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INFECTION PREVENTION AND CONTROL


lethal concentrations ‘did not significantly alter the distribution of susceptibility to QAC [quaternary ammonium compounds] or to a range of other biocides.’17


This view


is supported by the Scientific Committee on Emerging and Newly Identified Risks that indicated the use of antimicrobials did not cause a link to antibiotic resistance or cause the development of pathogenic organisms. The body of evidence from multiple


regulatory bodies and academic groups indicates that the use of embedded antimicrobials is not linked to development of antibiotic resistance. These two classes of antimicrobials do not directly influence the same groups of microbes or act in similar manners. Embedded antimicrobials target multiple organisms, multiple cellular components, and have a role in the environment. It is for these reasons that embedded antimicrobials do not create resistance patterns that are shared with antibiotic resistance development for patients. The utilisation of antimicrobial-treated


surfaces combined with disinfectant antimicrobials provides a system-based approach to solving the problems associated with the patient environment being a vector for disease transmission.18


Embedded antimicrobial efficacy To prove the efficacy of antimicrobials, efficacy protocols have been developed by numerous international and national standard organisations including, but not limited to: l International Standards Organization (ISO)


l American Standards and Test Methods (ASTM)


l American Association of Textile Colorist and Chemists (AATCC)


l Japanese Embedded Standard (JIS)


Protocols are developed with input from numerous groups including companies, embedded end users and consumers. The general standards are developed with input from embedded and subject matter experts. For standards dealing with microorganisms, microbiologists from academia and industry gather together to work through method development. Each group works strenuously to develop methods that are robust, reproducible, and representative of efficacy throughout use. These methods go through rigorous review cycles and it takes years to have a final standard available for widespread use. With the widespread adoption of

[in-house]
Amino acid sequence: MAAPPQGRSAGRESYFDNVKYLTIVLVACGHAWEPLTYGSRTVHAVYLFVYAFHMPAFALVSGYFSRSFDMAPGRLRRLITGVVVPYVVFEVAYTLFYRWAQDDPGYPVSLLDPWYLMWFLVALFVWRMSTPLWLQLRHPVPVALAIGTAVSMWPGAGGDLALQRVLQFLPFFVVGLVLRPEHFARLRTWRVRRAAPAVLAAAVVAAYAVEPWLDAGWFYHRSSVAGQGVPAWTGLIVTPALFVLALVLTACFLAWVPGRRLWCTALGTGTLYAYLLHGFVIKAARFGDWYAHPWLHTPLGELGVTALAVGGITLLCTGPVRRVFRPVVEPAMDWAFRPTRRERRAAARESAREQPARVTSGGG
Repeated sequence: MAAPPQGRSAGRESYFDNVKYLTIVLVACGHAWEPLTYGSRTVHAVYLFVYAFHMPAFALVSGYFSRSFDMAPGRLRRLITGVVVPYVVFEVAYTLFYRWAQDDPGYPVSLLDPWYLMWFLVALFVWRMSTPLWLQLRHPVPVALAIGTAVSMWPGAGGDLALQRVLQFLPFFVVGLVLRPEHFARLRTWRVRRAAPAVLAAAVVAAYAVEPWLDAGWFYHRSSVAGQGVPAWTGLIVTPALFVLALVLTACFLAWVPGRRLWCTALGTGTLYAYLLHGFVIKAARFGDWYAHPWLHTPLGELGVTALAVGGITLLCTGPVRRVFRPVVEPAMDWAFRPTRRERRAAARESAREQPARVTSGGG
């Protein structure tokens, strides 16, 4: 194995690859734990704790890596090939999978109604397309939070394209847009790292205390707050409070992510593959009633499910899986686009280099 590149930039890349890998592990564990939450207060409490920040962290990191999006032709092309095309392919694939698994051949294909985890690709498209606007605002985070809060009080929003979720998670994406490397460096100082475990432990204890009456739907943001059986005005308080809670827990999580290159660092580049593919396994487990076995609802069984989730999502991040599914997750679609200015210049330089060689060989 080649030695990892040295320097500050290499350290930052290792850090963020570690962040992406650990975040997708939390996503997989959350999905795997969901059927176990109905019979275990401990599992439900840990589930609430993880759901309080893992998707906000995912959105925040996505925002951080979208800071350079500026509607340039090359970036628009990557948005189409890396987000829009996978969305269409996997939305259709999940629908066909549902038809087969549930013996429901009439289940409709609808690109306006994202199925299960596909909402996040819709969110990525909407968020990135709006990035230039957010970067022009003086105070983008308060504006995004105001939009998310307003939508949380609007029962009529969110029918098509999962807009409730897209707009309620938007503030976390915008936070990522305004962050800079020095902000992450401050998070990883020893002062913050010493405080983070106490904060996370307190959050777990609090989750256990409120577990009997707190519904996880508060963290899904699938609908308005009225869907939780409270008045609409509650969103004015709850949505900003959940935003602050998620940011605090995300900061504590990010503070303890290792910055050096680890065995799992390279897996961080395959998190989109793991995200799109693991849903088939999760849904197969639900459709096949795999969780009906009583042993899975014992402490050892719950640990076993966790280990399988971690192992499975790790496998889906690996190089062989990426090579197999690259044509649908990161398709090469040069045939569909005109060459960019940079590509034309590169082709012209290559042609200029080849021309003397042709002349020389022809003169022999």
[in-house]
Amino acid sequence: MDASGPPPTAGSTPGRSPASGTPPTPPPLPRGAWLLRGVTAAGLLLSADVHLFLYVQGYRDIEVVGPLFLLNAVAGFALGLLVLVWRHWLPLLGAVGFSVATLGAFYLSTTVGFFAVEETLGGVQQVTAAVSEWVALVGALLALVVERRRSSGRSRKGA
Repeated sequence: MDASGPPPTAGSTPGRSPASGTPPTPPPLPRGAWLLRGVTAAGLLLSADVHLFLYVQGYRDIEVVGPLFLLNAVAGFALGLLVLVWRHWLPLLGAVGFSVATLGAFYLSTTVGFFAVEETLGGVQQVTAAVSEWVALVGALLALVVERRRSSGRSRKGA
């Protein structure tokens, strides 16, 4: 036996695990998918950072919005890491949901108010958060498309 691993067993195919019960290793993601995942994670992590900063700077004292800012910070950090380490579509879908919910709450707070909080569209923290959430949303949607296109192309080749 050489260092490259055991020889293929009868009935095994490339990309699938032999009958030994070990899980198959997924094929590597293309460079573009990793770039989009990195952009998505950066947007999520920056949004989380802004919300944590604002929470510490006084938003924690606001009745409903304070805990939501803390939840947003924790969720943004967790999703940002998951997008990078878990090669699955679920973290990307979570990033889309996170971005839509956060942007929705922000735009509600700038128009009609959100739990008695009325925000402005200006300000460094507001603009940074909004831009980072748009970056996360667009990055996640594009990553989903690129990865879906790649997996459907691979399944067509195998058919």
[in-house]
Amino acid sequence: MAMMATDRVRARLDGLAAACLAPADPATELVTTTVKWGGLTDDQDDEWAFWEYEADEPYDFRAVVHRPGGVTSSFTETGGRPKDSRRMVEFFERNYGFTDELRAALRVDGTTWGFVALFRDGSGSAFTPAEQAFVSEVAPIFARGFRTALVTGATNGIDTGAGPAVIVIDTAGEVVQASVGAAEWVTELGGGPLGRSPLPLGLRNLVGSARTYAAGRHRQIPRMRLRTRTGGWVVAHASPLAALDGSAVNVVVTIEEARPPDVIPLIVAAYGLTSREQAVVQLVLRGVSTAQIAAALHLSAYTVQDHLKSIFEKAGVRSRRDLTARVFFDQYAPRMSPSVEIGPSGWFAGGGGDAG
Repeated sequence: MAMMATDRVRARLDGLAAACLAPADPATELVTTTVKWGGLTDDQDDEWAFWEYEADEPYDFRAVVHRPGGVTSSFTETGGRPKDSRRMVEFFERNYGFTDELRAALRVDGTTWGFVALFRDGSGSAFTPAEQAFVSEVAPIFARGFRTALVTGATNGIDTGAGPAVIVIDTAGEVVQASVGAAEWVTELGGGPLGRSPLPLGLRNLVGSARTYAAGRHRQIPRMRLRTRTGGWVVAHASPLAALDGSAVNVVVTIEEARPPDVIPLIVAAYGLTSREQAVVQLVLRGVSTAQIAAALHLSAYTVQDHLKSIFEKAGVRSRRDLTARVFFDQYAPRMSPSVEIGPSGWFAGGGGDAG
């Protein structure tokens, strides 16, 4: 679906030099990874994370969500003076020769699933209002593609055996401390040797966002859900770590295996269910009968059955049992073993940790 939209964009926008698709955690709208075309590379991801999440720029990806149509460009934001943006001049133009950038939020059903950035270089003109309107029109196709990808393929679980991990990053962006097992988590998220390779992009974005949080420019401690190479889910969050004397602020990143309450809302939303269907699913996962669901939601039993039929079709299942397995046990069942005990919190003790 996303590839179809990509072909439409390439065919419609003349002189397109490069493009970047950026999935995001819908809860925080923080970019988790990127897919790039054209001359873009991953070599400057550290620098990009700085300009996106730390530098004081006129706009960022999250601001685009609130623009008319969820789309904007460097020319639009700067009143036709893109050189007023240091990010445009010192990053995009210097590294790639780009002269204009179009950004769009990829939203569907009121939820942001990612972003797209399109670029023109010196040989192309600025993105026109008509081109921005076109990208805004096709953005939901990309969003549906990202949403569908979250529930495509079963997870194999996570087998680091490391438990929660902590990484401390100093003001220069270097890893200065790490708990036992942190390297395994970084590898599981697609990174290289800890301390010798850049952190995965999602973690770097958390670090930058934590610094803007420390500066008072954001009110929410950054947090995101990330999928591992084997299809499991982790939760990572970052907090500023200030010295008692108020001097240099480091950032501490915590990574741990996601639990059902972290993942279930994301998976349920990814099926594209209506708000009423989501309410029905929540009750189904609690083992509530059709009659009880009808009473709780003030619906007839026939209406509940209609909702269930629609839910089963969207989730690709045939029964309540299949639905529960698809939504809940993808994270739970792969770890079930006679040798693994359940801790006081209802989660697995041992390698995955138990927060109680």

antimicrobials in multiple industries, most organisations have a group dedicated to method development for antimicrobials specifically. It is through organisations like AATCC, ASTM and ISO, that there is effective, self-policing throughout the


58


Staphylococcus aureus


7 6 5 4 3 2 1


0 0 1 4 Hours


7 6 5 4 3 2 1


0 0 1 4 Hours Figure 1. ISO 22196 efficacy associated with Microban-treated articles.


industry. This is evident in peer-reviewed and approved test methods that allow reproducible demonstration of surface antimicrobial and product preservation attributes.


Embedded antimicrobials can result in significant bacterial reduction on moulded articles within hours. Articles treated with Microban antimicrobial technology were tested against untreated articles utilising the ISO 22196. Samples were inoculated with either Escherichia coli (Gram-negative) or Staphylococcus aureus (Gram-positive) and held at 36˚C for the indicated time. The treated articles demonstrated a 90% reduction on gram negative and Gram-positive organisms within four hours. Overall, there was a 99% reduction in both bacterial populations throughout a 24-hour period (Fig 1). Antimicrobial efficacy is not solely attributable to one test that occurs immediately after manufacture. Once an antimicrobial is incorporated into an end product, that product endures multiple tests for durability. Durability tests are associated with each end use. An antimicrobial for a textile application will be rated based on durability to home launderings with commercially available detergents. A cutting board application will be measured on durability to dish


washing and scraping, whereas a grout will be exposed to multiple rounds of moisture exposure. Outdoor applications must also pass several rounds of intense UV exposure to ensure that the material is not affected, and microbial efficacy is maintained.


Conclusion The stakes are high at any hospital for controlling HCAIs. Improved handwashing regimens have provided a reduction in HCAIs to date, allowing for increased focus on additional areas for improvement. One key area is that of inanimate surfaces, referred to as fomites, surrounding the patient. Fomites have been a proven vector of transmission for harmful bacteria and need key consideration in the fight against HCAIs. Adherence to disinfection regimens and manufacturer recommendations will be integral in reducing overall bioburden within the patient environment. Innovations within the disinfection space that provide continuous disinfection will be vital in reducing HCAI occurrence associated with the patient environment. Embedded antimicrobials provide a


proven and complementary solution for the healthcare industry in the continual


IFHE DIGEST 2020 8 24 Escherichia coli 8 24


l Control l Microban®


treated


l Control l Microban®


treated


Log10


(CFU)


Log10


(CFU)


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